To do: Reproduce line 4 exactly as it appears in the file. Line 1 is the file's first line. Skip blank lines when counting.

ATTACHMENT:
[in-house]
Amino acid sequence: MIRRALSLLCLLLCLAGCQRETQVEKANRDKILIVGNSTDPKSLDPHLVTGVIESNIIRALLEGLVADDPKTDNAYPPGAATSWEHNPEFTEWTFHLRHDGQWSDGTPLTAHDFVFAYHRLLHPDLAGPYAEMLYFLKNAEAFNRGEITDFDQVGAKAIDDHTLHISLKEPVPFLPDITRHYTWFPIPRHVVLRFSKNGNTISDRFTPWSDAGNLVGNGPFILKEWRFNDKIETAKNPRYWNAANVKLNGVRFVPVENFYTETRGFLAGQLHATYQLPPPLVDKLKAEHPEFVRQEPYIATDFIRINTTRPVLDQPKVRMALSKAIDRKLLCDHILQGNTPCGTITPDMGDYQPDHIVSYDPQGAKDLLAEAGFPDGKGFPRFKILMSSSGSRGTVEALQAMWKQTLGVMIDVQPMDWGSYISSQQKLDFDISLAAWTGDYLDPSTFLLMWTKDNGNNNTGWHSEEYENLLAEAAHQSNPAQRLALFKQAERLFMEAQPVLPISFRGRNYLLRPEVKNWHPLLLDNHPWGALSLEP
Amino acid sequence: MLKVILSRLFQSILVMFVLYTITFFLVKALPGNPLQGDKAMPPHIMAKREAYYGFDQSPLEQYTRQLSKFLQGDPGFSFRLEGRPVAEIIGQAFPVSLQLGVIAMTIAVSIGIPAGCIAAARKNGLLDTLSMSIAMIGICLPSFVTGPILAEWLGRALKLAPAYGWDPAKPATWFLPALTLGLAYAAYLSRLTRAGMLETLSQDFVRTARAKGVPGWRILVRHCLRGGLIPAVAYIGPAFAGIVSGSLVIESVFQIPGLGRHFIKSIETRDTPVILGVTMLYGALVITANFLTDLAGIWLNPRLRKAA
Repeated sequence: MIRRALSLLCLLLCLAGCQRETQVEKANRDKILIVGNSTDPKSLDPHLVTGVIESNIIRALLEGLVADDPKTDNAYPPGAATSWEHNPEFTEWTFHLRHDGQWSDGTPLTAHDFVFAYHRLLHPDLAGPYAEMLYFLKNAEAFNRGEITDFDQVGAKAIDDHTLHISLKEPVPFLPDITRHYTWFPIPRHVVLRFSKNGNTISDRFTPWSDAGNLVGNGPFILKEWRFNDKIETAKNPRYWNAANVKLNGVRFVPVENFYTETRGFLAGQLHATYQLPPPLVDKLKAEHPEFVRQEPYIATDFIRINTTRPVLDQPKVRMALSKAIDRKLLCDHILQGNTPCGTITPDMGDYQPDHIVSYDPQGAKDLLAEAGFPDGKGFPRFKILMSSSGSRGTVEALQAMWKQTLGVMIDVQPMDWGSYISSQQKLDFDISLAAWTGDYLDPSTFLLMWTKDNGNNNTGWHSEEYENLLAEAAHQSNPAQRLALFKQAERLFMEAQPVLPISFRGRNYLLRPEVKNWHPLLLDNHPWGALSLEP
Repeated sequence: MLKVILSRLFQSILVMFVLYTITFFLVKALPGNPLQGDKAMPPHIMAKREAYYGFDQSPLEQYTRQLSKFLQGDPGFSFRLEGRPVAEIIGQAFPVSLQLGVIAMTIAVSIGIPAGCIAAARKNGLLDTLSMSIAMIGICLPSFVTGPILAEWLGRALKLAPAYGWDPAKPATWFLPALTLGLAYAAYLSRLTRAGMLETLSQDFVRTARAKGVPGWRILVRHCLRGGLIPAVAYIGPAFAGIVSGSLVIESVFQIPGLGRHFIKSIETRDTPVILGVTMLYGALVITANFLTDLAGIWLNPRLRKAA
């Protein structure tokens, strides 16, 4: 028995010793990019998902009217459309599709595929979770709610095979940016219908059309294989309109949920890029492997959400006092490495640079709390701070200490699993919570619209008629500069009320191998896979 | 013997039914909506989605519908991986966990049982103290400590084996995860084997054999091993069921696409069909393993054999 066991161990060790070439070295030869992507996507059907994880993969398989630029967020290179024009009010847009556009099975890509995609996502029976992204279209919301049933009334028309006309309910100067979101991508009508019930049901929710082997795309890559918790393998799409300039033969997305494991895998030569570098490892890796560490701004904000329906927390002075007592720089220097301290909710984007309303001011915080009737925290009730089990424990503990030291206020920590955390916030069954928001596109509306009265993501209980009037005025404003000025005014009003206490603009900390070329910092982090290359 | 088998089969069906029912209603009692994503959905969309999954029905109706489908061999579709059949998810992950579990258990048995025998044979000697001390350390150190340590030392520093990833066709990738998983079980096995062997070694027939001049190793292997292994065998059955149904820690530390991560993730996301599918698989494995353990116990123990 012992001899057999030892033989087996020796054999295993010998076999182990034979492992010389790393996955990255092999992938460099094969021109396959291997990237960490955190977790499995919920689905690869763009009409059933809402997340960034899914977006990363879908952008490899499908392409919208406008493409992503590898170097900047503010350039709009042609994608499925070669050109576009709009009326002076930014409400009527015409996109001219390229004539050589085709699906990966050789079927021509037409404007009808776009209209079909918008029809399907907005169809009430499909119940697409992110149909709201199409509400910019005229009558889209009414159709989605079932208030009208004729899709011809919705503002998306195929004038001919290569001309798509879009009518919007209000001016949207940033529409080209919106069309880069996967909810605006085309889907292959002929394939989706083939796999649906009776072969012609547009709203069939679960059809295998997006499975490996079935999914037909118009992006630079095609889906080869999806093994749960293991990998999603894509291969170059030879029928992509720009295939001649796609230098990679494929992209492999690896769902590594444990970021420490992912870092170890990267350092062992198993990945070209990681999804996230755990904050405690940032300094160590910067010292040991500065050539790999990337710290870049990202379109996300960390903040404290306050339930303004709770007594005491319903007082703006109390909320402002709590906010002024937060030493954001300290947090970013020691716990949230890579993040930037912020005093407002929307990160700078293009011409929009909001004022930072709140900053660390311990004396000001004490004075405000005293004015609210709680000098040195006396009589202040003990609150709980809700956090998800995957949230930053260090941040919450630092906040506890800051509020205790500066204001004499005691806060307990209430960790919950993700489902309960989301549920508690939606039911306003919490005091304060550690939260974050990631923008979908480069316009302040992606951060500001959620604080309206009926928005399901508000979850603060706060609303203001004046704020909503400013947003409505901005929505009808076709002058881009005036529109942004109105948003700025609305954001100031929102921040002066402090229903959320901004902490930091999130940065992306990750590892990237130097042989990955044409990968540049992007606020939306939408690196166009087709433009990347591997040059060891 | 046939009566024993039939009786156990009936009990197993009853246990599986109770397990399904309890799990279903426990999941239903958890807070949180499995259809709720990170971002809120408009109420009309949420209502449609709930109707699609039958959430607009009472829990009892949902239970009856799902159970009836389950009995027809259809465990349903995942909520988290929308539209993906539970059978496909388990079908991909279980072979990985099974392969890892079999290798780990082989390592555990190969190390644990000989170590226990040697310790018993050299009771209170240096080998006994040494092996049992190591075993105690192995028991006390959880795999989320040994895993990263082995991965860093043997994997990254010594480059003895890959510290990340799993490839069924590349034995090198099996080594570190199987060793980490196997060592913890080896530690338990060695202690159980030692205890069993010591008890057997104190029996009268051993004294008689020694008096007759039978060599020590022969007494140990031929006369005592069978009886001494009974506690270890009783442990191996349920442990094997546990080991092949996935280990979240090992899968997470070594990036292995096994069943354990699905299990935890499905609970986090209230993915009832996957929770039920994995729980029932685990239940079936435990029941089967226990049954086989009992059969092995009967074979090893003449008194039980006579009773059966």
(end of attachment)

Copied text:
Repeated sequence: MIRRALSLLCLLLCLAGCQRETQVEKANRDKILIVGNSTDPKSLDPHLVTGVIESNIIRALLEGLVADDPKTDNAYPPGAATSWEHNPEFTEWTFHLRHDGQWSDGTPLTAHDFVFAYHRLLHPDLAGPYAEMLYFLKNAEAFNRGEITDFDQVGAKAIDDHTLHISLKEPVPFLPDITRHYTWFPIPRHVVLRFSKNGNTISDRFTPWSDAGNLVGNGPFILKEWRFNDKIETAKNPRYWNAANVKLNGVRFVPVENFYTETRGFLAGQLHATYQLPPPLVDKLKAEHPEFVRQEPYIATDFIRINTTRPVLDQPKVRMALSKAIDRKLLCDHILQGNTPCGTITPDMGDYQPDHIVSYDPQGAKDLLAEAGFPDGKGFPRFKILMSSSGSRGTVEALQAMWKQTLGVMIDVQPMDWGSYISSQQKLDFDISLAAWTGDYLDPSTFLLMWTKDNGNNNTGWHSEEYENLLAEAAHQSNPAQRLALFKQAERLFMEAQPVLPISFRGRNYLLRPEVKNWHPLLLDNHPWGALSLEP